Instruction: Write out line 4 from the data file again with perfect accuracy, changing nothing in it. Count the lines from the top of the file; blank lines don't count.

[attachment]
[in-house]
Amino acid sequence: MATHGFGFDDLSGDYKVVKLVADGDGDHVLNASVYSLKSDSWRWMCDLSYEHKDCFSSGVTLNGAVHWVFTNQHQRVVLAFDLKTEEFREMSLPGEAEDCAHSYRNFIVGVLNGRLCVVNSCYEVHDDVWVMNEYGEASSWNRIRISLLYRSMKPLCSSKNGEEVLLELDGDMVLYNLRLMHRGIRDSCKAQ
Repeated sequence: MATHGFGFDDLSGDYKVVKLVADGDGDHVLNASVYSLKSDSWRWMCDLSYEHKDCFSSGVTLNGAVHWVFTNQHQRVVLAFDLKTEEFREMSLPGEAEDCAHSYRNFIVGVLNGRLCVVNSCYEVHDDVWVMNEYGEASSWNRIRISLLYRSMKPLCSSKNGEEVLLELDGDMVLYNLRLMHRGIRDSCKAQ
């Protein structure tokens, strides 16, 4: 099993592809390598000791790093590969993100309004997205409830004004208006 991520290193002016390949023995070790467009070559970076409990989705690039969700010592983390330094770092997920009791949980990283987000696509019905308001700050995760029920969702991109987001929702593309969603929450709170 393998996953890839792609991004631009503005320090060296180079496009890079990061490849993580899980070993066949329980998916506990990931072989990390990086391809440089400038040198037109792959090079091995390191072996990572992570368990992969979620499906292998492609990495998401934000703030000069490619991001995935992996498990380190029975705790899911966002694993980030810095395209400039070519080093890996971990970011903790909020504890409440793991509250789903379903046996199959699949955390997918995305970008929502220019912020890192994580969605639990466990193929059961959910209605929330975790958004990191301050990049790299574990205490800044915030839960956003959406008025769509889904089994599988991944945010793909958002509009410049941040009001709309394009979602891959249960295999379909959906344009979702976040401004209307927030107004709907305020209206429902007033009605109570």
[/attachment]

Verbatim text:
């Protein structure tokens, strides 16, 4: 099993592809390598000791790093590969993100309004997205409830004004208006 991520290193002016390949023995070790467009070559970076409990989705690039969700010592983390330094770092997920009791949980990283987000696509019905308001700050995760029920969702991109987001929702593309969603929450709170 393998996953890839792609991004631009503005320090060296180079496009890079990061490849993580899980070993066949329980998916506990990931072989990390990086391809440089400038040198037109792959090079091995390191072996990572992570368990992969979620499906292998492609990495998401934000703030000069490619991001995935992996498990380190029975705790899911966002694993980030810095395209400039070519080093890996971990970011903790909020504890409440793991509250789903379903046996199959699949955390997918995305970008929502220019912020890192994580969605639990466990193929059961959910209605929330975790958004990191301050990049790299574990205490800044915030839960956003959406008025769509889904089994599988991944945010793909958002509009410049941040009001709309394009979602891959249960295999379909959906344009979702976040401004209307927030107004709907305020209206429902007033009605109570």